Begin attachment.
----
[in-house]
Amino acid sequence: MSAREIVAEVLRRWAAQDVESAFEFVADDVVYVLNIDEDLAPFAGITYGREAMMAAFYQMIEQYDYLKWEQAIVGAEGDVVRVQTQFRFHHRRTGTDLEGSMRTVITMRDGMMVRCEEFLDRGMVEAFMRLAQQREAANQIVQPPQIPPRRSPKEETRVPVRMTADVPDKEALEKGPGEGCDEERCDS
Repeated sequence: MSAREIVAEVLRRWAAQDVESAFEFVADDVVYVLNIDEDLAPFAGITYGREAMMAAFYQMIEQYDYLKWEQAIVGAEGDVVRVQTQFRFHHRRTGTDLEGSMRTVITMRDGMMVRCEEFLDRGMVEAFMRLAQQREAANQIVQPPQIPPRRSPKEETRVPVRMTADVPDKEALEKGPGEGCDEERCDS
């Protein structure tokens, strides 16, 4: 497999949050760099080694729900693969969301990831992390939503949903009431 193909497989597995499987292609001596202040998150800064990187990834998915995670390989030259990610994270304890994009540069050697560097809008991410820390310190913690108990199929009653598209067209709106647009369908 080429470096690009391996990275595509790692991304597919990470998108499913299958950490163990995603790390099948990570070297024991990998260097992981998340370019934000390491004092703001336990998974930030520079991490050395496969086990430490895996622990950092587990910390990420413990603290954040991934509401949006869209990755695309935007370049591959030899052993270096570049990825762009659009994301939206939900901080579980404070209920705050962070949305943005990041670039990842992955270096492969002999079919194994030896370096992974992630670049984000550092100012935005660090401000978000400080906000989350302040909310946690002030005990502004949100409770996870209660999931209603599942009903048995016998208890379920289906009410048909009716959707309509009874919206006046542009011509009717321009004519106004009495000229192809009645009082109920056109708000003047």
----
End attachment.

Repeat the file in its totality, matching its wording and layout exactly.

[in-house]
Amino acid sequence: MSAREIVAEVLRRWAAQDVESAFEFVADDVVYVLNIDEDLAPFAGITYGREAMMAAFYQMIEQYDYLKWEQAIVGAEGDVVRVQTQFRFHHRRTGTDLEGSMRTVITMRDGMMVRCEEFLDRGMVEAFMRLAQQREAANQIVQPPQIPPRRSPKEETRVPVRMTADVPDKEALEKGPGEGCDEERCDS
Repeated sequence: MSAREIVAEVLRRWAAQDVESAFEFVADDVVYVLNIDEDLAPFAGITYGREAMMAAFYQMIEQYDYLKWEQAIVGAEGDVVRVQTQFRFHHRRTGTDLEGSMRTVITMRDGMMVRCEEFLDRGMVEAFMRLAQQREAANQIVQPPQIPPRRSPKEETRVPVRMTADVPDKEALEKGPGEGCDEERCDS
């Protein structure tokens, strides 16, 4: 497999949050760099080694729900693969969301990831992390939503949903009431 193909497989597995499987292609001596202040998150800064990187990834998915995670390989030259990610994270304890994009540069050697560097809008991410820390310190913690108990199929009653598209067209709106647009369908 080429470096690009391996990275595509790692991304597919990470998108499913299958950490163990995603790390099948990570070297024991990998260097992981998340370019934000390491004092703001336990998974930030520079991490050395496969086990430490895996622990950092587990910390990420413990603290954040991934509401949006869209990755695309935007370049591959030899052993270096570049990825762009659009994301939206939900901080579980404070209920705050962070949305943005990041670039990842992955270096492969002999079919194994030896370096992974992630670049984000550092100012935005660090401000978000400080906000989350302040909310946690002030005990502004949100409770996870209660999931209603599942009903048995016998208890379920289906009410048909009716959707309509009874919206006046542009011509009717321009004519106004009495000229192809009645009082109920056109708000003047």